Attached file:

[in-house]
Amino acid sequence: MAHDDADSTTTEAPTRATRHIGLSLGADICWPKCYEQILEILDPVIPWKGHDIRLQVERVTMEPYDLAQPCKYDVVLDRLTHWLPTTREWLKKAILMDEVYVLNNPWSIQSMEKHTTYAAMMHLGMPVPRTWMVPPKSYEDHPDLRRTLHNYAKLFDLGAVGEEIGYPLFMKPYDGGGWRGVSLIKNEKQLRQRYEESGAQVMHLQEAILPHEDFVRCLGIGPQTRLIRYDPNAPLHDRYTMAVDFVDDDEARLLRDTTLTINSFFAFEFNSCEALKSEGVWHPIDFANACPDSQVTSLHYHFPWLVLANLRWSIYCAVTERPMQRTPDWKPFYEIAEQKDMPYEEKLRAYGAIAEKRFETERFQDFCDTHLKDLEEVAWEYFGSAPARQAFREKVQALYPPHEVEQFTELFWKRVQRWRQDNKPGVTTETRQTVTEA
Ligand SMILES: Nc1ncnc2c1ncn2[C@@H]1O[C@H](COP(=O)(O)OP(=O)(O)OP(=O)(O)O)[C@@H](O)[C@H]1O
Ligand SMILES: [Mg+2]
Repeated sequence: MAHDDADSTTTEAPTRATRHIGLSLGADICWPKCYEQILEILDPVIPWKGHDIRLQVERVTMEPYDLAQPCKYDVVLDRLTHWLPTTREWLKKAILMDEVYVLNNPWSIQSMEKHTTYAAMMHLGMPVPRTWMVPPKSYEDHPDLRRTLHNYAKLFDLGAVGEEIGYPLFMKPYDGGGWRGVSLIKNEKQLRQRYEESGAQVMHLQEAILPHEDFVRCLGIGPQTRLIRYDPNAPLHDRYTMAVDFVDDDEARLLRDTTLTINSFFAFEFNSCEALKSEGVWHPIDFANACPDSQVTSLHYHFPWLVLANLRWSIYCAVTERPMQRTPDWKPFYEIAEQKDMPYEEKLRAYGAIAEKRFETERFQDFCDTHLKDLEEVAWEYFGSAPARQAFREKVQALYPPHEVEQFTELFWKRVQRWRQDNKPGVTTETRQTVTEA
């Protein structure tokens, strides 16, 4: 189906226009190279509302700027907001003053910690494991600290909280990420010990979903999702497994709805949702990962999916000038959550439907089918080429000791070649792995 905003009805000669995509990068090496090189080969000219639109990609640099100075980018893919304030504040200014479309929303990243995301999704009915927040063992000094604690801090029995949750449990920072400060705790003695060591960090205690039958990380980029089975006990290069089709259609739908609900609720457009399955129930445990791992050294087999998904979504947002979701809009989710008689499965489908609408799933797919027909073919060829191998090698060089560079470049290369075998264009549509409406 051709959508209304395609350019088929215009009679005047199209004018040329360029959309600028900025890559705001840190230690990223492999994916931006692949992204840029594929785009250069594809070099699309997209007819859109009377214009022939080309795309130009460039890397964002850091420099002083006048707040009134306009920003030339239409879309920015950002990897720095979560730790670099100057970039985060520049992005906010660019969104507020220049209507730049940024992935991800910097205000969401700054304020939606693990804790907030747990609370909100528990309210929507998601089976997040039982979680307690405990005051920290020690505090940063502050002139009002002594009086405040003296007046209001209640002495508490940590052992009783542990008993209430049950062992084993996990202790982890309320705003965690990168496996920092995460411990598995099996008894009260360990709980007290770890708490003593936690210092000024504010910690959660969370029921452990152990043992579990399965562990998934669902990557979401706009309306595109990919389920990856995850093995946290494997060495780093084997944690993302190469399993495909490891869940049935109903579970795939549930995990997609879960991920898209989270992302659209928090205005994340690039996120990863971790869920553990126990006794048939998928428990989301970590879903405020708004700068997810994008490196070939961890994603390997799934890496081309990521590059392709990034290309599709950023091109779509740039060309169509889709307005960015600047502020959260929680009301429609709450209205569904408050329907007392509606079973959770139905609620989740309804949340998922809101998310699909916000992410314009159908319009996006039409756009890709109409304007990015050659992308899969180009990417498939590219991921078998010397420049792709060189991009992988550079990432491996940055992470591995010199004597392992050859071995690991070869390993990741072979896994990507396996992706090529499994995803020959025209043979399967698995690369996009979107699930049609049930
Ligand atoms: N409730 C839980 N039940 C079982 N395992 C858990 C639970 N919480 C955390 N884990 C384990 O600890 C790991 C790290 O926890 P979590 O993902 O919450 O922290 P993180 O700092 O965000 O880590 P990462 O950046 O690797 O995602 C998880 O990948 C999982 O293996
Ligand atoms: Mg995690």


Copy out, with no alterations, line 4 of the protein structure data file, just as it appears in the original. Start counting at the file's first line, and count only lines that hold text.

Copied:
Ligand SMILES: [Mg+2]